Chicago Mayor Lightfoot: Carjacking ‘crisis’ is linked to remote learning
Mayor says more than 50 of recent carjacking arrests are juveniles
Chicago Mayor Lori Lightfoot is suggesting that her city’s dramatic rise in carjackings since the start of the coronavirus pandemic is linked to students being kept away from classrooms with remote learning.
Lightfoot argued in favor of the connection Monday as Chicago announced that it is expanding its vehicular hijacking task force and installing more cameras and license plate readers around the city in hopes of preventing the crimes.
"We are seeing an inordinate number of juveniles that are the perpetrators of these carjackings. I think in Chicago we have consistently seen 50% or higher of the people that we are arresting are juveniles," Lightfoot told reporters.
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"We started seeing this rise in cases in 2020. And I’ll be frank and say in Chicago there was a correlation we believe between remote learning and the rise in carjackings," she added. "Having talked to state attorneys who are dealing with these cases in juvenile court and others, a lot of parents went to work during the day thinking their teenagers were logged on for remote learning, only to find something else. And I ask, ‘Is there some new market for stolen cars?’ And unfortunately the answer was no -- that for many of these kids, some of whom had no prior involvement in the criminal justice system, this was pure boredom."
Data compiled by CBS Chicago shows that there were 603 carjackings in 2019, before that number rose to 1,413 in 2020 and 1,850 last year.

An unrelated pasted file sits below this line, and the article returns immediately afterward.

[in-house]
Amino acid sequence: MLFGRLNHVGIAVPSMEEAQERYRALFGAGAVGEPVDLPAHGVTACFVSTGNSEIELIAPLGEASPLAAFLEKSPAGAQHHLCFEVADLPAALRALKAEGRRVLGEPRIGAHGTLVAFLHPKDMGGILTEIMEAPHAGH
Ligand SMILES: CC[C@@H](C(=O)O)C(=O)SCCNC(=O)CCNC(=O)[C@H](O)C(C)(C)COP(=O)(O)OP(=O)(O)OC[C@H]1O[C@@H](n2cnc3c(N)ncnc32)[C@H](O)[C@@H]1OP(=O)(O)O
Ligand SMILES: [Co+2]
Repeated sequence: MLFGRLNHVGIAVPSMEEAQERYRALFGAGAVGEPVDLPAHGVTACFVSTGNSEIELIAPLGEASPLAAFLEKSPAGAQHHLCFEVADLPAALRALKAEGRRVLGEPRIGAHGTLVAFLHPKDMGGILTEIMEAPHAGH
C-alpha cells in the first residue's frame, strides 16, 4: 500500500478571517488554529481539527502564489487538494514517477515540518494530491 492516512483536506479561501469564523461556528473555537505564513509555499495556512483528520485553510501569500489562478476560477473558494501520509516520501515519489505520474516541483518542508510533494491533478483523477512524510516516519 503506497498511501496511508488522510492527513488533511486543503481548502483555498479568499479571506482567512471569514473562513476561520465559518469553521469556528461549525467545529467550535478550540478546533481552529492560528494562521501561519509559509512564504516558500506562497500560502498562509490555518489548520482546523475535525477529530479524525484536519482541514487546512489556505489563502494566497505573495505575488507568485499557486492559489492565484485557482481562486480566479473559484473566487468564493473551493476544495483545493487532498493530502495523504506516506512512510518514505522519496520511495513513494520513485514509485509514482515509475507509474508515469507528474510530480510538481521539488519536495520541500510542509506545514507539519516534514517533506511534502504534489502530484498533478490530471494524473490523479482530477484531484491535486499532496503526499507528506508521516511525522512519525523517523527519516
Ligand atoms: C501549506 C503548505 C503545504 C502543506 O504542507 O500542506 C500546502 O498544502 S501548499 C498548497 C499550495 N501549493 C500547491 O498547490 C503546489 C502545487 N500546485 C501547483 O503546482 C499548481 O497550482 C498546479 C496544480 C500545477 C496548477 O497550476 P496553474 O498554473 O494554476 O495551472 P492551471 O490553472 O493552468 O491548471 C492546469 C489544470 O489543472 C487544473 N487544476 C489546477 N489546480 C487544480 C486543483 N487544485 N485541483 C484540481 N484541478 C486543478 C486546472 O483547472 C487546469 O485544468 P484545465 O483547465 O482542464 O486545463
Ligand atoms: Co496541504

From the beginning of 2015 until the start of 2020, there were only three months in Chicago where the number of carjackings recorded was 100 or more, the station’s data shows. However, since the onset of the coronavirus pandemic, there have been 18 months with 100 or more recorded carjackings.
And there also was an 11-year-old arrested for a carjacking around Thanksgiving last year.
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"No resident in the city of Chicago or the Chicagoland area deserves to live in fear of violence," Lightfoot said. "But the sad reality is that in the last year and a half in particular, there is a very real and pervasive fear of carjacking across our city, our region and our state. And in actuality carjackings have become a national crisis."
The Chicago Teachers Union – which has repeatedly clashed with Lightfoot and the city over bringing students back into classrooms during the pandemic – described the mayor’s remarks about carjackings and remote learning as "inflammatory, hurtful smears against our students."
"Every child in our public schools in Chicago deserves an apology from the mayor today, who claimed with zero evidence that there was a correlation between remote learning in 2020 and an increase in car-jackings, which have been growing across the nation," the union said in a statement.
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"Is the reason she resisted moving to remote learning during the Omicron surge because her bogus belief in that false correlation has become part of her crime-fighting tactics?" the statement added.
Chicago Public Schools are currently teaching students in person.